Field work is a vital part of social work education, and field instructors at agencies, organizations, hospitals, and partners facilitate that. As Master of Social Work (MSW) students join them in serving their clients and patients, field instructors provide a plan to acclimate students to what they could be doing on a daily basis once they graduate. They focus on each student’s learning needs and supply appropriate experiences for them to gain knowledge and familiarity with social work practices. They also provide guidance and feedback to help them progress and discover how they want to translate what they learn into doing what matters to them beyond their education.
Because of the importance of field instructor collaboration with social work education, the Office of Field Education at Tulane University School of Social Work yearly gives an Excellence in Field Mentorship award. This year’s recipient is Cara B. Donaldson, LCSW-BACS, the Manager of Care Coordination and a licensed social worker at East Jefferson General Hospital.
Cara started her journey of helping people in psychology and psychiatry when her undergraduate advisor at Mississippi State University advised her to take social work classes. “After those classes, I immediately changed to being a social work major,” she says.
Cara supervises two MSW interns who have an interest in medical social work, helps them gain experience in the field, and completes their practicum requirements for graduation and licensure.
Medical social workers support patients in hospitals or other medical settings like nursing homes, rehabilitative care centers, hospice, or home-care services. The list of what medical social workers do for patients and their families is a long one. They provide discharge planning, case management, psychosocial assessments, grief counseling, and referrals. They connect people to information and resources on benefits, terminal illnesses, disabilities, end-of-life decisions, long-term directives, medication management, and independent living.
“It’s a fast-paced, 24-hour-a-day, seven-day-a-week agency,” says Cara. “Those we serve are undergoing rapid life changes, and they need us for education and support. We try to bring down the wall around the healthcare system.”
Medical systems and health are part of a person’s environment. “Health impacts people,” says Cara. “The healthcare system is part of everyone’s life, and it’s not an easy one to understand. How do we navigate around to get people what they need?”
Cara exposes her interns to everything she can. While patients are not in a hospital social workers’ care for long periods of time, many other places where social work is performed come into play. “Your resource book becomes so big with so many connections,” says Cara. “In medical social work, that book becomes alive,” she says. “Our interns learn the system hands-on to gain a foundation of what exists so that they can lead clients to what’s best.”
Interns shadow licensed social workers in each of the different areas, which includes six specialised in acute care and four in post-acute. With infants and children, they may learn how to facilitate an adoption or make a report of abuse or neglect to the Department of Children and Family Services. In the geropsychiatric ward, they may counsel families, suport integrated treatment plans, or participate in discharge planning.
For the first semester and a half, the interns get exposure to all the areas. Then, Cara has them specify their interest. “I ask them to discover their calling,” Cara says. “Then, I place them back with that specialized social worker to discover more of what it will be like to take their first job.”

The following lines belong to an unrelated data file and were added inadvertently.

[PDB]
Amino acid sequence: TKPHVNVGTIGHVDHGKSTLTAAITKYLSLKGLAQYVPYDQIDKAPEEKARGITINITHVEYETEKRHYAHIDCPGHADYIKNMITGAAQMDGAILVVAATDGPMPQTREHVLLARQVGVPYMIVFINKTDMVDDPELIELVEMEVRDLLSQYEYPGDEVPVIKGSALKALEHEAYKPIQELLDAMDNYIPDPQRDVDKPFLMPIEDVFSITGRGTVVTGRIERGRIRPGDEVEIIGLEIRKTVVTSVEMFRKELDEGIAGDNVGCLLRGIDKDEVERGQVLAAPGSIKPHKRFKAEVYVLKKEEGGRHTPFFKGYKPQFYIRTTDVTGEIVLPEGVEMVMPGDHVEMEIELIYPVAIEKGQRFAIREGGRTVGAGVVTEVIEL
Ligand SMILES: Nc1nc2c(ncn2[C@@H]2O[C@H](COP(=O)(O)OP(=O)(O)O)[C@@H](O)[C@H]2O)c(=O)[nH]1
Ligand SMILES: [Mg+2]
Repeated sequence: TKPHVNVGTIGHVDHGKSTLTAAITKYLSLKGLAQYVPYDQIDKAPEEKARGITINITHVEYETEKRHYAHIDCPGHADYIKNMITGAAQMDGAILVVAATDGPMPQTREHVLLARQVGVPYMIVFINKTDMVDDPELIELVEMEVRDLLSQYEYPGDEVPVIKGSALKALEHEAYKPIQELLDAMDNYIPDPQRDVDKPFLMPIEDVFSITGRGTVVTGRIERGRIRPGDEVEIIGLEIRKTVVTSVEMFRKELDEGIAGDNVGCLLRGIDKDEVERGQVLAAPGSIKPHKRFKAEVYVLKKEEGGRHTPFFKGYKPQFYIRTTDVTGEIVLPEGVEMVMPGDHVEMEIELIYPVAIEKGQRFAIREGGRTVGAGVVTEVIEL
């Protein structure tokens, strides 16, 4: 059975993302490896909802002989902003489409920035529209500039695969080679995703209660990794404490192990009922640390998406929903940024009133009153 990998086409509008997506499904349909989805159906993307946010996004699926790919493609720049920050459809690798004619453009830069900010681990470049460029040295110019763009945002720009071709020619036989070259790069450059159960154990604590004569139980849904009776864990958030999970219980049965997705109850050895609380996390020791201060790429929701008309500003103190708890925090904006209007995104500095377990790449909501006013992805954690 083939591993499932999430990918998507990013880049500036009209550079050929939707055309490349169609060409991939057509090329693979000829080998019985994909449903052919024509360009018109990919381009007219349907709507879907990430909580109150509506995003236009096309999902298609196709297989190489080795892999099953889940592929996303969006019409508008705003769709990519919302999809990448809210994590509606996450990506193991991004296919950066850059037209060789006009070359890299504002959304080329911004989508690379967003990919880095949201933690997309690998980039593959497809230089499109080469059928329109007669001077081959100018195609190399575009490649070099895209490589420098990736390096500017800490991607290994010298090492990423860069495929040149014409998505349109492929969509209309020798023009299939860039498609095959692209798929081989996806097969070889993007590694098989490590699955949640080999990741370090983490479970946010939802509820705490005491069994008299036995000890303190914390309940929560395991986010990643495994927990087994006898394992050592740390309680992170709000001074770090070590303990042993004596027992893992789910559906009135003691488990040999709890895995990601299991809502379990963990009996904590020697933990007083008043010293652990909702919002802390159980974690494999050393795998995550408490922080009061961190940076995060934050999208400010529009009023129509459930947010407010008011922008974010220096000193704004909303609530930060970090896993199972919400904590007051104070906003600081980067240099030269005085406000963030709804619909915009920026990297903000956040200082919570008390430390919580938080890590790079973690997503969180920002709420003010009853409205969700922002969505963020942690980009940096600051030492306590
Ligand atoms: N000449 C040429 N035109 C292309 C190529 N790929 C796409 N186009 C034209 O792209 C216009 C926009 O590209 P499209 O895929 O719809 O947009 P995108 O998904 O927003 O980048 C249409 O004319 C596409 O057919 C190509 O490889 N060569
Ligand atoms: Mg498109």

By the end of the year, they’ve gained independence to carry their own small patient load with which to practice. Cara advises them to work off tasks lists, using the start of their shifts to get organized, because overnight doctors and nurses have put in orders for the social workers to investigate and act upon.
Over time, the interns master tasks, learn how to develop rapport, and become adept at collaborating with a team. They have supervised access to electronic medical records and get to practice writing patient notes upon which supervisors give feedback.
Hospital social workers see so much sadness and death, deal with a lot of crises, and have to help people choose between the least worst options in making quick life decisions. “We often come in behind the ‘bad news people,’” says Cara. “Self-care is important.”
Cara has developed a strong social network and recommends that for her interns. She and her fellow social workers have parties and potlucks, and do activities and continuing education together. “Talking with people who experience the same things as you creates a safe space for processing and walking through feelings,” she says.
She also encourages the interns and fellow social workers to do what they like to do, take their time off, and explore their educational options. She and those she works with rally behind each other in fundraising and crafting. The positive interactions keep the whole team grounded and connected. “We bond when we create and give back together. We come up with great ideas for decorating contests and how to raise money,” says Cara. “Part of self-care can be giving back, so we do toy drives for women and children shelters and do Santa for Seniors.”
TSSW is pleased to honor Cara with the Excellence in Field Mentorship award. “Her interns consistently identify Cara’s positive attitude towards her work and her guidance while providing support and a well-rounded set of skills and experience in the medical field of social work,” says Dr. Heather Gillis, Director of Field Education at TSSW. “She also role models an outstanding work relationship among the care management team.”